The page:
Sacramental vs Non-Sacramental Europe
#31
(12-22-2019, 06:52 PM)formerbuddhist Wrote: Augustinian
formerbuddhist
Call me crazy but the BEST book on this all encompassing worldview from a Catholic perspective is Dr. John Rao's Black Legends.   He was very clear in that book and in many of his talks (from the old Keep The Faith site were instrumental in helping me finally see that there cannot be a disconnect between inner and outer, sacred and secular.
I was just looking up this book to purchase the other day. Unfortunately it's at a minimum approximately $50 used and a mind-boggling (those algorithms wreck havoc with book prices) and at least $232 new online. His work looks promising, even if seems a bit stern on the style and tone. While Remnant Press published it in 2011, there are no listings for it at their store website.

A shame so many such traditionally oriented titles are small press and go out of print soon, with the few copies out on the market astronomically marked up, and these are not the types of holdings found at the local library. But then I found that the kind author links to a pdf of it from his own extensive list of writings. Huzzah! He warns it's 350k words.

These three books are all in print: his intro to the updated ed. of Ferrara + Woods' feisty "The Great Facade" which kept me up many a night reading on and on. I then sampled the start via Amazon the start of the collection Rao has since edited by scholars on "Luther's Progeny" as well as his own recent "Removing the Blindfold: 19th c Catholics and the Myth of Modern Freedom
The deeds you do may be the only sermon some people may hear today (Francis of Assisi); Win an argument, lose a soul (Fulton Sheen)
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#32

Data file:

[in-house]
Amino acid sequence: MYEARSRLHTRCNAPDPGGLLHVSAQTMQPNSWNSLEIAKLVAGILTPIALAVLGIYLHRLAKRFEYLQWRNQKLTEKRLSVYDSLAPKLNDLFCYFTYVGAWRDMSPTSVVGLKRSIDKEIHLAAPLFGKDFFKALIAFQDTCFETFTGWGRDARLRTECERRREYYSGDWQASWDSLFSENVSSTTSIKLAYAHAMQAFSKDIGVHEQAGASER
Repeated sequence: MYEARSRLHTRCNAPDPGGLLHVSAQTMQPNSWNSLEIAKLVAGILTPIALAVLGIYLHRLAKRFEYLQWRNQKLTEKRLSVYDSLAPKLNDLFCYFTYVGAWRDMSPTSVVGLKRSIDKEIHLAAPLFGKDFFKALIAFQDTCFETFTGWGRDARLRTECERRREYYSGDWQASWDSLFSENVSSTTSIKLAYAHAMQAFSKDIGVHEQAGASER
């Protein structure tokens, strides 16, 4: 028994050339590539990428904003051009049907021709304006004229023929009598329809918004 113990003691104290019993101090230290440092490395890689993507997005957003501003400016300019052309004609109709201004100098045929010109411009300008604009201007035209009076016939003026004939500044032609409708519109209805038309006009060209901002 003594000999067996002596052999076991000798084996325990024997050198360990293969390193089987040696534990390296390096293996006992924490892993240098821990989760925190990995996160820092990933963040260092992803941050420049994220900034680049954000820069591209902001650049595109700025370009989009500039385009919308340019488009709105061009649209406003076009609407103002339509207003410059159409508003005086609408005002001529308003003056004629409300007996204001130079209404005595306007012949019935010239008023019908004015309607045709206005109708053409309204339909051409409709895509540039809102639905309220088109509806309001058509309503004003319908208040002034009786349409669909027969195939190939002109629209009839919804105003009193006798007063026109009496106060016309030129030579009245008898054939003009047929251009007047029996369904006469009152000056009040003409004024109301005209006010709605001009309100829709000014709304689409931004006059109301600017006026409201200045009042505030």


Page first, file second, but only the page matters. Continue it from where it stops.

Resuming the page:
(12-22-2019, 09:31 PM)Fionnchu Wrote:
(12-22-2019, 06:52 PM)formerbuddhist Wrote: Augustinian
formerbuddhist
Call me crazy but the BEST book on this all encompassing worldview from a Catholic perspective is Dr. John Rao's Black Legends.   He was very clear in that book and in many of his talks (from the old Keep The Faith site were instrumental in helping me finally see that there cannot be a disconnect between inner and outer, sacred and secular.
I was just looking up this book to purchase the other day. Unfortunately it's at a minimum approximately $50 used and a mind-boggling (those algorithms wreck havoc with book prices) and at least $232 new online. His work looks promising, even if seems a bit stern on the style and tone. While Remnant Press published it in 2011, there are no listings for it at their store website.

A shame so many such traditionally oriented titles are small press and go out of print soon, with the few copies out on the market astronomically marked up, and these are not the types of holdings found at the local library. But then I found that the kind author links to a pdf of it from his own extensive list of writings. Huzzah! He warns it's 350k words.

These three books are all in print: his intro to the updated ed. of Ferrara + Woods' feisty "The Great Facade" which kept me up many a night reading on and on. I then sampled the start via Amazon the start of the collection Rao has since edited by scholars on "Luther's Progeny" as well as his own recent "Removing the Blindfold: 19th c Catholics and the Myth of Modern Freedom
Oh wow, that sucks that Remnant Press no longer carries Dr. Rao's book.  I pre ordered it when it came out because I liked his history talks on Keep the Faith. I think I paid 20 bucks for it.  

Rao can be somewhat rambling in style but when he's on, he's brilliant.  He's not as stern as Chris Ferrara is and has none of the fierce polemic the Remnant was known for.  He just kind of rambles at times.  "Removing the Blindfold" was good as well. He has a unique insight into stuff like the dangers of pluralism and the necessity of poetry, good literature and the imagination in bringing Christianity to a culture that has deconstructed reason itself.   If you have to read it online it's worth it.  Dr. Rao is a pretty deep thinker. He was the protege of another one of my favorites from the Keep the Faith archives- - the late Dr. William Marra.